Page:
Human Rights News

PNTR for China: No Quick Fix for Human Rights

Granting PNTR (permanent normal trade relations) is not a quick fix for China's serious human rights problems, Human Rights Watch said today following the vote by the U.S. House of Representatives to end the annual review of China's trade status. Sustained pressure, from the U.S. and other key trading partners, is needed to push Beijing to comply with its international human rights obligations.

" Without these steps to increase the effectiveness of the commission, there's a risk that its impact on U.S. China policy will be minimal. "
Mike Jendrzejczyk  
Washington Director of Human Rights Watch's Asia Division.  
  

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The bill passed today by the House sets up a bipartisan, standing commission to monitor human rights and worker rights in China. Human Rights Watch urged the U.S. Senate to strengthen this proposal by requiring an annual debate and vote by both the House and Senate on recommendations by the commission for U.S. policy initiatives, including the use of diplomatic and economic tools. The Senate should also require the commission to base some of its staff in Beijing and Lhasa, Tibet, to enhance its monitoring capacity.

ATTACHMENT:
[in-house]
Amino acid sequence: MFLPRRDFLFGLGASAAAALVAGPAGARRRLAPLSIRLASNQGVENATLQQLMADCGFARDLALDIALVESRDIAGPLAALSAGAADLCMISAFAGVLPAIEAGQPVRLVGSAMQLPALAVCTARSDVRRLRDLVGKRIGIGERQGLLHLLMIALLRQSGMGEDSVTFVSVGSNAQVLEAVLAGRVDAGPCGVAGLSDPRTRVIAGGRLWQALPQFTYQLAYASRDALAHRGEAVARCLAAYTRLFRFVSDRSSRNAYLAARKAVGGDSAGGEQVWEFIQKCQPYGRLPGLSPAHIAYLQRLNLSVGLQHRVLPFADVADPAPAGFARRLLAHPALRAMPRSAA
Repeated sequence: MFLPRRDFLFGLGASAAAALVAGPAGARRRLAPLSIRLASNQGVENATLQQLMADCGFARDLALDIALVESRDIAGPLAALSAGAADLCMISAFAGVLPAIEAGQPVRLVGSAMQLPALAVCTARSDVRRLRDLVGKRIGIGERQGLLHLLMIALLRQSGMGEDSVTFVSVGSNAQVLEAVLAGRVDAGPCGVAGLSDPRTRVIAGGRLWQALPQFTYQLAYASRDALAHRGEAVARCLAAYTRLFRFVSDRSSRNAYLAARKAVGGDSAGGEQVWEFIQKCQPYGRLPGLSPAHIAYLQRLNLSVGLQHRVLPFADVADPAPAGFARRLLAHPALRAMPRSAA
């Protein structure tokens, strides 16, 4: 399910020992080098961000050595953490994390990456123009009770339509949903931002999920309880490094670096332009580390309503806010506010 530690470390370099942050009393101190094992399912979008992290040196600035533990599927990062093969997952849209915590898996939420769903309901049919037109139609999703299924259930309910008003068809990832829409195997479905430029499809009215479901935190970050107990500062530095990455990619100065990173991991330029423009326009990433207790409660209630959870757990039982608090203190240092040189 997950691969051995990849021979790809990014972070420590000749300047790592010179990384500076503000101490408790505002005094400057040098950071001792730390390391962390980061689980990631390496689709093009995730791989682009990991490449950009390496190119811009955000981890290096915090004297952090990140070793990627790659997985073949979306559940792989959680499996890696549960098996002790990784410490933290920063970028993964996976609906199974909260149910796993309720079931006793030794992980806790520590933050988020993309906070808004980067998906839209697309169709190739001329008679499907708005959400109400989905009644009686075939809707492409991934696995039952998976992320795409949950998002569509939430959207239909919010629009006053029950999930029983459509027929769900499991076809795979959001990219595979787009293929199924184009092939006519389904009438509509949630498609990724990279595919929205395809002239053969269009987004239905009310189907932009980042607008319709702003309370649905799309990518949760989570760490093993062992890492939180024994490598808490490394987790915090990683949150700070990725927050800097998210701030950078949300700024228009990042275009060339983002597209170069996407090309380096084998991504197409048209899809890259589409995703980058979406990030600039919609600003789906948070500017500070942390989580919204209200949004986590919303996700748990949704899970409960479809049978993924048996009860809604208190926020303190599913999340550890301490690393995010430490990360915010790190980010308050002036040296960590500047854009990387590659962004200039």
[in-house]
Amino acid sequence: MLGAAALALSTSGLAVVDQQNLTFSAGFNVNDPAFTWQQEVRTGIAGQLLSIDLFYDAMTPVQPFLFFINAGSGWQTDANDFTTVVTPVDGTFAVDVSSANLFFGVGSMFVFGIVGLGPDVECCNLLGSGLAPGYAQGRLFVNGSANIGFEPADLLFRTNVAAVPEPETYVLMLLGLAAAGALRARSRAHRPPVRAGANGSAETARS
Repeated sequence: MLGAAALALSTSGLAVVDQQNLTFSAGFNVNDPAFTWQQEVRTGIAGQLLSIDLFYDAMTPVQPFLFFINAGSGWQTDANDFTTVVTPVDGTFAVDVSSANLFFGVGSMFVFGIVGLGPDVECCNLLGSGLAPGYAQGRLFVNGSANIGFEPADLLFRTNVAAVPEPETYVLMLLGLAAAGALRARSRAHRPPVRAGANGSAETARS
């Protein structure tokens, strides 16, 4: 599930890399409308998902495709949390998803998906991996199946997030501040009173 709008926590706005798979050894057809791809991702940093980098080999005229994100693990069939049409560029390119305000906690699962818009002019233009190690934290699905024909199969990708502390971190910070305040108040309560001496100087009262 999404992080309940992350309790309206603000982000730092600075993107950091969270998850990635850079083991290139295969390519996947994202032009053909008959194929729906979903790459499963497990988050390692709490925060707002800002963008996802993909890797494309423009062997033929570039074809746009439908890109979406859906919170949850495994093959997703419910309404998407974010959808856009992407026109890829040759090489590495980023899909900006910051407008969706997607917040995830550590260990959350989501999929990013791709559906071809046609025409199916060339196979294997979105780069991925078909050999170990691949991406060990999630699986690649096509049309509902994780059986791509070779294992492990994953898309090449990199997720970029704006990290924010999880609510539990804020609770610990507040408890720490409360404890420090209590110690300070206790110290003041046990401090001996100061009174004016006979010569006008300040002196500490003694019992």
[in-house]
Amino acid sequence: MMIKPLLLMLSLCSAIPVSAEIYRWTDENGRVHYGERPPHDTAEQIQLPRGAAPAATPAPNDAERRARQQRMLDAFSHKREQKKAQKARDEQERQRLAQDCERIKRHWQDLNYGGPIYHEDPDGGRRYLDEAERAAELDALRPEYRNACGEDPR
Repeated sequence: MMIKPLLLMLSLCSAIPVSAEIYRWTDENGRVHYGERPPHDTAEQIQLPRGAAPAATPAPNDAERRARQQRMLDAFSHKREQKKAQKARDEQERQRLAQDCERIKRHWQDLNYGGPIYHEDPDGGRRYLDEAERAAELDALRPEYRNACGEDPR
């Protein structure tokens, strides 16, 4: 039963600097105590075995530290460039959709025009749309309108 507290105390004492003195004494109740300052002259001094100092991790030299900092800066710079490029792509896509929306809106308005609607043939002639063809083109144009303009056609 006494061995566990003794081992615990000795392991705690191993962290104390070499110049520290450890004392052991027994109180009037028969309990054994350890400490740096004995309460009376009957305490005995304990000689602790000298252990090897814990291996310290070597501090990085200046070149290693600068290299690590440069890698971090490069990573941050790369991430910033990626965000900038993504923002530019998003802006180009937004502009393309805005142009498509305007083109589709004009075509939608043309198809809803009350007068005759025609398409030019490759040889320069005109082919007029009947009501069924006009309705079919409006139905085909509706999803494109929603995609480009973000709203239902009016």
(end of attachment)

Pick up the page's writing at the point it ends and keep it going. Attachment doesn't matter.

"Without these steps to increase the effectiveness of the commission, there's a risk that its impact on U.S. China policy will be minimal," said Mike Jendrzejczyk, Washington Director of Human Rights Watch's Asia Division.  
 
The organization also urged the Senate to adopt a "code of conduct" with human rights principles for U.S. companies, and their subcontractors, operating in China. Passage of PNTR and China's entry into the World Trade Organization will increase the U.S. corporate presence in China. American companies should protect the rights of workers, promote the rule of law and growth of civil society. Legislation should include a requirement that companies register with the State Department their intention to abide by the code, and report annually on its implementation. This report will also be useful for consumers.  
 
"Companies say they are ‘sowing the seeds of democracy' in China. This is one way to take seriously their commitment to human rights," Jendrzejczyk added.